Alceste. It is true; my good sense tells me so every day; but good sense does not always rule love.

Philinte. Well, I fear much for your affections; and the hope which you cherish may perhaps . . .

Scene ii. — Oronte, Alceste, Philinte.

Oronte (to Alceste). I have been informed yonder, that Eliante and Célimène have gone out to make some purchases. But as I heard that you were here, I came to tell you, most sincerely, that I have conceived the greatest regard for you, and that, for a long time, this regard has inspired me with the most ardent wish to be reckoned among your friends. Yes; I like to do homage to merit; and I am most anxious that a bond of friendship should unite us. I suppose that a zealous friend, and of my standing, is not altogether to be rejected. (All this time Alceste has been musing, and seems not to be aware that Oronte is addressing him. He looks up only when Oronte says to him) — It is to you, if you please, that this speech is addressed.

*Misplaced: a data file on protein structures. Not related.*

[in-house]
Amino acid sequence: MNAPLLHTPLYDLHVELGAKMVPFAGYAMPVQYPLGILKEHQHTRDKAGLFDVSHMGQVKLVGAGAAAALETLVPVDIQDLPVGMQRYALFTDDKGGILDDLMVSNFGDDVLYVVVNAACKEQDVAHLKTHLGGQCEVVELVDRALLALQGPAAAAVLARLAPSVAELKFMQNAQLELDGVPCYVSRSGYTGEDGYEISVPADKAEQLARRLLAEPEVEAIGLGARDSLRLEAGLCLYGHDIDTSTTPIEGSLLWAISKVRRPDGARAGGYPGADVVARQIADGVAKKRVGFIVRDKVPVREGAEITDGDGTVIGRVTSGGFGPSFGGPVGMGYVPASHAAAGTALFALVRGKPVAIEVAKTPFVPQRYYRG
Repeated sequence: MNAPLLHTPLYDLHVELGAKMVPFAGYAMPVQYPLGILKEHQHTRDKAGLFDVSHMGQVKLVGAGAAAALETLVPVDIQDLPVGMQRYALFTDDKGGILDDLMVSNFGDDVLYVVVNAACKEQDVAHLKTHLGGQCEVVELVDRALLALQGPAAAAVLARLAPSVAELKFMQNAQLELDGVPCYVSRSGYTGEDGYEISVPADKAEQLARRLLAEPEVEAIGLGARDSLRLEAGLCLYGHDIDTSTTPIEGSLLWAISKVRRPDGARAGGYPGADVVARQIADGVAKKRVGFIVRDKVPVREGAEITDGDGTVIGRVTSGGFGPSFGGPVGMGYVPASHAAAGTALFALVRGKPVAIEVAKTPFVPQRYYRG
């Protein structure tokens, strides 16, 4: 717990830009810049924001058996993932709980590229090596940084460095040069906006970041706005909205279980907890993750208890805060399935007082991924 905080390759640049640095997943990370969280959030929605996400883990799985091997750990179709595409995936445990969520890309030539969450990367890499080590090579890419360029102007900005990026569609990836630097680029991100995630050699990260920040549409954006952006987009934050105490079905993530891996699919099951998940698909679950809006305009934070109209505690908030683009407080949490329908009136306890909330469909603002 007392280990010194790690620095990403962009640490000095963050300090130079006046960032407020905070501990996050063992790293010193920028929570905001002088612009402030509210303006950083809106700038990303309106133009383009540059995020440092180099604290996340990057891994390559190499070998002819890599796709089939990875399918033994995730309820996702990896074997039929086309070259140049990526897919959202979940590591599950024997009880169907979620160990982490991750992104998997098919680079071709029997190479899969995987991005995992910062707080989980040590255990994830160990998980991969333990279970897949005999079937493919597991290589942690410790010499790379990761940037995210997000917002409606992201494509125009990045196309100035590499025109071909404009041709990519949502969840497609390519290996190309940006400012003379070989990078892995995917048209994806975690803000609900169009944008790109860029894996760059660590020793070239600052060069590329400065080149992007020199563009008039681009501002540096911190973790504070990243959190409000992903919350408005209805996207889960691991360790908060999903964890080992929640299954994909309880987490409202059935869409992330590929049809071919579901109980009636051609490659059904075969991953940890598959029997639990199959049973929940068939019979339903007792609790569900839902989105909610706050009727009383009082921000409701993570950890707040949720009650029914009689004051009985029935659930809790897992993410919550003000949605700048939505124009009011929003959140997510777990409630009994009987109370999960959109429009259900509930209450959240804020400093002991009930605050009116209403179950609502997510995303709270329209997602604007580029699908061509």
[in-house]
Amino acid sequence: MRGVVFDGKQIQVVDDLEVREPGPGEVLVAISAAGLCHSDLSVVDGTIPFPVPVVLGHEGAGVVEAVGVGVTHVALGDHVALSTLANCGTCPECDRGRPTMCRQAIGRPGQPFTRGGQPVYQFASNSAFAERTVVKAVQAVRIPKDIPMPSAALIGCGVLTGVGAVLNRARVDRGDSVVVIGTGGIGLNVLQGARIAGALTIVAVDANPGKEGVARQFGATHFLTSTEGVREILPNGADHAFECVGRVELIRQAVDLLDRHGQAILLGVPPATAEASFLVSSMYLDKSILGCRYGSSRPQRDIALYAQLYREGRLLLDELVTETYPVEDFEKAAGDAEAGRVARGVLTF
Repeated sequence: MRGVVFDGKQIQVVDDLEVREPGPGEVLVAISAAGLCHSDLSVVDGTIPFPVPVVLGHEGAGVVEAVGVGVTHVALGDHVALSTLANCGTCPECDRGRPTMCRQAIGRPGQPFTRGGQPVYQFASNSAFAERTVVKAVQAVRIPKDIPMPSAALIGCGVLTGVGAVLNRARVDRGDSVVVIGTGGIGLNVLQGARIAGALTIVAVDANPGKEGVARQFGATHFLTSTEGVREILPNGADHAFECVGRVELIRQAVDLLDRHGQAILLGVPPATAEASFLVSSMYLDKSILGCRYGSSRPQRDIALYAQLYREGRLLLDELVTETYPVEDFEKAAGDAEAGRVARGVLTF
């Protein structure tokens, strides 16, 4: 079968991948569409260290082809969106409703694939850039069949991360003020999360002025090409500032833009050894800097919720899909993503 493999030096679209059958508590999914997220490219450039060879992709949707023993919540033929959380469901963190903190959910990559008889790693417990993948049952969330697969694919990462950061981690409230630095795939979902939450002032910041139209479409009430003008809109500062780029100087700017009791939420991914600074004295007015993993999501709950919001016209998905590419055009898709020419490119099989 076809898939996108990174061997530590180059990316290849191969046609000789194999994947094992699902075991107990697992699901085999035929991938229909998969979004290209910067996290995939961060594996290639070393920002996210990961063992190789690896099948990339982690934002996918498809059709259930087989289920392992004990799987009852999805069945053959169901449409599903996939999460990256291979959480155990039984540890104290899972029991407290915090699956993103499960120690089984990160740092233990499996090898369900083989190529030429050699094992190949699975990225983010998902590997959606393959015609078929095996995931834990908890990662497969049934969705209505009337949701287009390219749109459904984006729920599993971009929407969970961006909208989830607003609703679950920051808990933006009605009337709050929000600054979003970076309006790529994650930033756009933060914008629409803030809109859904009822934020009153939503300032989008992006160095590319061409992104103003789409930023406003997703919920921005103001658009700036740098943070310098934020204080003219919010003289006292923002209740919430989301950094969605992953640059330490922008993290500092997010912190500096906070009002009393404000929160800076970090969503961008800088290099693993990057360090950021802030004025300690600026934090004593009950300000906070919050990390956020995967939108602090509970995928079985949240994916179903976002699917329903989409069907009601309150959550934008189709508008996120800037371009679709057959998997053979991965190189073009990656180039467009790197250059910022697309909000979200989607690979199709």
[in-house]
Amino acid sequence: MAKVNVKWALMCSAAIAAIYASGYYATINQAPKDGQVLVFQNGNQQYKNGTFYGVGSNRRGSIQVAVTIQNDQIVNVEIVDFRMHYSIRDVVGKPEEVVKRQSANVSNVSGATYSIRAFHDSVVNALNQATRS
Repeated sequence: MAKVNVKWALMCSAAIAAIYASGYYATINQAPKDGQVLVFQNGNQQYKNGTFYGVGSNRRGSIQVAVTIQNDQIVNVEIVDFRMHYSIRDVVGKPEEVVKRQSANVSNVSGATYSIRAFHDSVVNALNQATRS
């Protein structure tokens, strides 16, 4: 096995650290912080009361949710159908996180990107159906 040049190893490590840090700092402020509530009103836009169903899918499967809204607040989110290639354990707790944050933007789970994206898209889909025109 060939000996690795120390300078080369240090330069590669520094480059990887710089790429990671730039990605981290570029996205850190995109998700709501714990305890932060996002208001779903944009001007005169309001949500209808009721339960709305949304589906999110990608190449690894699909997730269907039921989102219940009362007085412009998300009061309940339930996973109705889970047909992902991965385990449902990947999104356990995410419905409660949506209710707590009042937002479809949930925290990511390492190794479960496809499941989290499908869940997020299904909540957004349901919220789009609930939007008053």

Alceste. To me, sir?

Oronte. To you. Is it in any way offensive to you?

Alceste. Not in the least. But my surprise is very great; and I did not expect that honour.

Oronte. The regard in which I hold you ought not to astonish you, and you can claim it from the whole world.

Alceste. Sir . . .

Oronte. Our whole kingdom contains nothing above the dazzling merit which people discover in you.

Alceste. Sir . . .

Oronte. Yes; for my part, I prefer you to the most important in it.

Alceste. Sir . . .

Oronte. May Heaven strike me dead, if I lie! And, to convince you, on this very spot, of my feelings, allow me, sir, to embrace you with all my heart, and to solicit a place in your friendship. your hand, if you please. Will you promise me your friendship?

Alceste. Sir . . .

Oronte. What! you refuse me?

Alceste. Sir, you do me too much honour; but friendship is a sacred thing, and to lavish it on every occasion is surely to profane it. Judgment and choice should preside at such a compact; we ought to know more of each other before engaging ourselves; and it may happen that our dispositions are such that we may both of us repent of our bargain.